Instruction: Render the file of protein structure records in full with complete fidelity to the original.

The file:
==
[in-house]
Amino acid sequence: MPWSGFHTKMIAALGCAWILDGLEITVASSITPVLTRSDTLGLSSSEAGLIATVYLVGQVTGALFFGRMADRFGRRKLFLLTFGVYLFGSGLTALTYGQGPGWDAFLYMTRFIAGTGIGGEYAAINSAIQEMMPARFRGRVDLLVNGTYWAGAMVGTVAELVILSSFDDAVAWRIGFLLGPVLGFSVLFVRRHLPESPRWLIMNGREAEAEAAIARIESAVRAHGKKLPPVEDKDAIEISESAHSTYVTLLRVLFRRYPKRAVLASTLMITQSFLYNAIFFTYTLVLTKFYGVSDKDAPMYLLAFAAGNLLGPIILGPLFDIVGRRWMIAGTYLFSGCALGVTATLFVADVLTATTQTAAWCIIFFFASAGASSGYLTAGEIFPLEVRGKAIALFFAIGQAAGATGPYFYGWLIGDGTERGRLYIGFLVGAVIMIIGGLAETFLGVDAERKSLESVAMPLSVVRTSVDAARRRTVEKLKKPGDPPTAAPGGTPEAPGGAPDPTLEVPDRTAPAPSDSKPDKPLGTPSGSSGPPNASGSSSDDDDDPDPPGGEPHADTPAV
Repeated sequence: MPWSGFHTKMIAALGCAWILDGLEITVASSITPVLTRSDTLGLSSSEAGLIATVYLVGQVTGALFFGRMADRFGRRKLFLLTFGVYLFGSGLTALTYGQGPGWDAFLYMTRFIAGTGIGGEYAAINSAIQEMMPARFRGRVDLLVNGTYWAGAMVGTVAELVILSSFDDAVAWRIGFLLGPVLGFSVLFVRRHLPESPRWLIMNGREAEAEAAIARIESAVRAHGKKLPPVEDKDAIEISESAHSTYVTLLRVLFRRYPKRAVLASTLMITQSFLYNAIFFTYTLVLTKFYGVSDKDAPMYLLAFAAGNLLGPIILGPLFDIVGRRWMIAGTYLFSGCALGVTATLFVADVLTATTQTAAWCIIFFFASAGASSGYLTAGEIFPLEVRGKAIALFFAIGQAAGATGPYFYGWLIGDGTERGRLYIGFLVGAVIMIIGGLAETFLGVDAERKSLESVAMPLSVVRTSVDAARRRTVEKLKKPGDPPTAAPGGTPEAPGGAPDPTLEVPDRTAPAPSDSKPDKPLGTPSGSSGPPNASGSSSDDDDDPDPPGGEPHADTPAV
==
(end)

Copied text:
[in-house]
Amino acid sequence: MPWSGFHTKMIAALGCAWILDGLEITVASSITPVLTRSDTLGLSSSEAGLIATVYLVGQVTGALFFGRMADRFGRRKLFLLTFGVYLFGSGLTALTYGQGPGWDAFLYMTRFIAGTGIGGEYAAINSAIQEMMPARFRGRVDLLVNGTYWAGAMVGTVAELVILSSFDDAVAWRIGFLLGPVLGFSVLFVRRHLPESPRWLIMNGREAEAEAAIARIESAVRAHGKKLPPVEDKDAIEISESAHSTYVTLLRVLFRRYPKRAVLASTLMITQSFLYNAIFFTYTLVLTKFYGVSDKDAPMYLLAFAAGNLLGPIILGPLFDIVGRRWMIAGTYLFSGCALGVTATLFVADVLTATTQTAAWCIIFFFASAGASSGYLTAGEIFPLEVRGKAIALFFAIGQAAGATGPYFYGWLIGDGTERGRLYIGFLVGAVIMIIGGLAETFLGVDAERKSLESVAMPLSVVRTSVDAARRRTVEKLKKPGDPPTAAPGGTPEAPGGAPDPTLEVPDRTAPAPSDSKPDKPLGTPSGSSGPPNASGSSSDDDDDPDPPGGEPHADTPAV
Repeated sequence: MPWSGFHTKMIAALGCAWILDGLEITVASSITPVLTRSDTLGLSSSEAGLIATVYLVGQVTGALFFGRMADRFGRRKLFLLTFGVYLFGSGLTALTYGQGPGWDAFLYMTRFIAGTGIGGEYAAINSAIQEMMPARFRGRVDLLVNGTYWAGAMVGTVAELVILSSFDDAVAWRIGFLLGPVLGFSVLFVRRHLPESPRWLIMNGREAEAEAAIARIESAVRAHGKKLPPVEDKDAIEISESAHSTYVTLLRVLFRRYPKRAVLASTLMITQSFLYNAIFFTYTLVLTKFYGVSDKDAPMYLLAFAAGNLLGPIILGPLFDIVGRRWMIAGTYLFSGCALGVTATLFVADVLTATTQTAAWCIIFFFASAGASSGYLTAGEIFPLEVRGKAIALFFAIGQAAGATGPYFYGWLIGDGTERGRLYIGFLVGAVIMIIGGLAETFLGVDAERKSLESVAMPLSVVRTSVDAARRRTVEKLKKPGDPPTAAPGGTPEAPGGAPDPTLEVPDRTAPAPSDSKPDKPLGTPSGSSGPPNASGSSSDDDDDPDPPGGEPHADTPAV